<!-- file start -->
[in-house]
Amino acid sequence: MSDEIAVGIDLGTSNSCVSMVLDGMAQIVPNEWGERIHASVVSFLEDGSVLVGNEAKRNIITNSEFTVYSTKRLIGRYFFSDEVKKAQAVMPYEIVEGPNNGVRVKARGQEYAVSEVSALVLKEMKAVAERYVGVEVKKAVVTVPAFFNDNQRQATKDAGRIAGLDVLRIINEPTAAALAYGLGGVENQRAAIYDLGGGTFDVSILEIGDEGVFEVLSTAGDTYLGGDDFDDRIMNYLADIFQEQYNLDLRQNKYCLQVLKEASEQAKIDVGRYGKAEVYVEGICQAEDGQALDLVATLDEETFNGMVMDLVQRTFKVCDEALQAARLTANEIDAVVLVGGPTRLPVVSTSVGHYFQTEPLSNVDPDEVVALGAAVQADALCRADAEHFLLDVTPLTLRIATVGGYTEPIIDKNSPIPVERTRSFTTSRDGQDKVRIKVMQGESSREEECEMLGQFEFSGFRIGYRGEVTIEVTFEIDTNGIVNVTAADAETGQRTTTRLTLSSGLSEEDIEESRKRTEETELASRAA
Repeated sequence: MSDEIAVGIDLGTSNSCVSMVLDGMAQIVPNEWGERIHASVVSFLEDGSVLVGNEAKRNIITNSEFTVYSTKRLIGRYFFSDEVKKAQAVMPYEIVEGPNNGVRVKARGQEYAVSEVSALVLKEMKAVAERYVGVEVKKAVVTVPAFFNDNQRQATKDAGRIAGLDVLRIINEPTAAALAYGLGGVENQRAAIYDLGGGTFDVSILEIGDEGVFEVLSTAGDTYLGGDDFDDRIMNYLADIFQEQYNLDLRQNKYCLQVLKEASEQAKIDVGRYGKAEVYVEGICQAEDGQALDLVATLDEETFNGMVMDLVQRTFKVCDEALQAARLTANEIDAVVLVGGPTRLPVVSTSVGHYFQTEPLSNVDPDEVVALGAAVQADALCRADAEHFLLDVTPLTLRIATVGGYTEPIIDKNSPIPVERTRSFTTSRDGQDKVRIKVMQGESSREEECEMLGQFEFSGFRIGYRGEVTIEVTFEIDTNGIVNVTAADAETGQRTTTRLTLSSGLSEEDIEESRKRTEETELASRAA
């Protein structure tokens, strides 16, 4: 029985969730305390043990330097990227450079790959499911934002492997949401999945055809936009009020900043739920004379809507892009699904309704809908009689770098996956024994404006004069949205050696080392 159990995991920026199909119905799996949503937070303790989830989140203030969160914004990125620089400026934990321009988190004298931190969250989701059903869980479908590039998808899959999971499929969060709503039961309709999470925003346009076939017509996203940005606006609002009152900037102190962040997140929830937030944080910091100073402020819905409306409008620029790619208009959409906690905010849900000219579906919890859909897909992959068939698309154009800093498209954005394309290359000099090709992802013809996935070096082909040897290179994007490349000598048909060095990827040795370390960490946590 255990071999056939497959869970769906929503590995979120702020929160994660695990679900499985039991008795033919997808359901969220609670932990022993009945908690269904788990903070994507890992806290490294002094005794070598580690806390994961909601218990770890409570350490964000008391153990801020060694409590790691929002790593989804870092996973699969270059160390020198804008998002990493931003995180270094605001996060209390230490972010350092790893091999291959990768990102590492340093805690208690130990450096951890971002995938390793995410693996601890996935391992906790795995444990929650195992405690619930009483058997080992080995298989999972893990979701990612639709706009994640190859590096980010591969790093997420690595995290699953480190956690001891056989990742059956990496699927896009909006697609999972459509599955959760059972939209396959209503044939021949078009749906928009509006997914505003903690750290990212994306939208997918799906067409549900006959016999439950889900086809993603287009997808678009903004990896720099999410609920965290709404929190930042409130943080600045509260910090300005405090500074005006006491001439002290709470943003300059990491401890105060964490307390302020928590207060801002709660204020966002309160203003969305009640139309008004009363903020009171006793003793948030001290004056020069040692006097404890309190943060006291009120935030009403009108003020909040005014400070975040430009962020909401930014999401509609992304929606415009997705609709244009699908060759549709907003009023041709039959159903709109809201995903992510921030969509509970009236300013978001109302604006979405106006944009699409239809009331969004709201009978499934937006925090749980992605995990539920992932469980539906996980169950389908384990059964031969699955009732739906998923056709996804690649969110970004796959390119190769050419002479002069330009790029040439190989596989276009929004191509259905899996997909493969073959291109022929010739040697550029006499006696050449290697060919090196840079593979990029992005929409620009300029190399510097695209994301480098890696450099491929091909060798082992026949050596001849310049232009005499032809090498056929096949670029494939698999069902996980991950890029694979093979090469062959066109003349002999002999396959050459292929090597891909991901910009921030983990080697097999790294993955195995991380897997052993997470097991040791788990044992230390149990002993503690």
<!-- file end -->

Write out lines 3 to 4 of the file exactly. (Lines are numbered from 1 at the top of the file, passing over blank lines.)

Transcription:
Repeated sequence: MSDEIAVGIDLGTSNSCVSMVLDGMAQIVPNEWGERIHASVVSFLEDGSVLVGNEAKRNIITNSEFTVYSTKRLIGRYFFSDEVKKAQAVMPYEIVEGPNNGVRVKARGQEYAVSEVSALVLKEMKAVAERYVGVEVKKAVVTVPAFFNDNQRQATKDAGRIAGLDVLRIINEPTAAALAYGLGGVENQRAAIYDLGGGTFDVSILEIGDEGVFEVLSTAGDTYLGGDDFDDRIMNYLADIFQEQYNLDLRQNKYCLQVLKEASEQAKIDVGRYGKAEVYVEGICQAEDGQALDLVATLDEETFNGMVMDLVQRTFKVCDEALQAARLTANEIDAVVLVGGPTRLPVVSTSVGHYFQTEPLSNVDPDEVVALGAAVQADALCRADAEHFLLDVTPLTLRIATVGGYTEPIIDKNSPIPVERTRSFTTSRDGQDKVRIKVMQGESSREEECEMLGQFEFSGFRIGYRGEVTIEVTFEIDTNGIVNVTAADAETGQRTTTRLTLSSGLSEEDIEESRKRTEETELASRAA
């Protein structure tokens, strides 16, 4: 029985969730305390043990330097990227450079790959499911934002492997949401999945055809936009009020900043739920004379809507892009699904309704809908009689770098996956024994404006004069949205050696080392 159990995991920026199909119905799996949503937070303790989830989140203030969160914004990125620089400026934990321009988190004298931190969250989701059903869980479908590039998808899959999971499929969060709503039961309709999470925003346009076939017509996203940005606006609002009152900037102190962040997140929830937030944080910091100073402020819905409306409008620029790619208009959409906690905010849900000219579906919890859909897909992959068939698309154009800093498209954005394309290359000099090709992802013809996935070096082909040897290179994007490349000598048909060095990827040795370390960490946590 255990071999056939497959869970769906929503590995979120702020929160994660695990679900499985039991008795033919997808359901969220609670932990022993009945908690269904788990903070994507890992806290490294002094005794070598580690806390994961909601218990770890409570350490964000008391153990801020060694409590790691929002790593989804870092996973699969270059160390020198804008998002990493931003995180270094605001996060209390230490972010350092790893091999291959990768990102590492340093805690208690130990450096951890971002995938390793995410693996601890996935391992906790795995444990929650195992405690619930009483058997080992080995298989999972893990979701990612639709706009994640190859590096980010591969790093997420690595995290699953480190956690001891056989990742059956990496699927896009909006697609999972459509599955959760059972939209396959209503044939021949078009749906928009509006997914505003903690750290990212994306939208997918799906067409549900006959016999439950889900086809993603287009997808678009903004990896720099999410609920965290709404929190930042409130943080600045509260910090300005405090500074005006006491001439002290709470943003300059990491401890105060964490307390302020928590207060801002709660204020966002309160203003969305009640139309008004009363903020009171006793003793948030001290004056020069040692006097404890309190943060006291009120935030009403009108003020909040005014400070975040430009962020909401930014999401509609992304929606415009997705609709244009699908060759549709907003009023041709039959159903709109809201995903992510921030969509509970009236300013978001109302604006979405106006944009699409239809009331969004709201009978499934937006925090749980992605995990539920992932469980539906996980169950389908384990059964031969699955009732739906998923056709996804690649969110970004796959390119190769050419002479002069330009790029040439190989596989276009929004191509259905899996997909493969073959291109022929010739040697550029006499006696050449290697060919090196840079593979990029992005929409620009300029190399510097695209994301480098890696450099491929091909060798082992026949050596001849310049232009005499032809090498056929096949670029494939698999069902996980991950890029694979093979090469062959066109003349002999002999396959050459292929090597891909991901910009921030983990080697097999790294993955195995991380897997052993997470097991040791788990044992230390149990002993503690």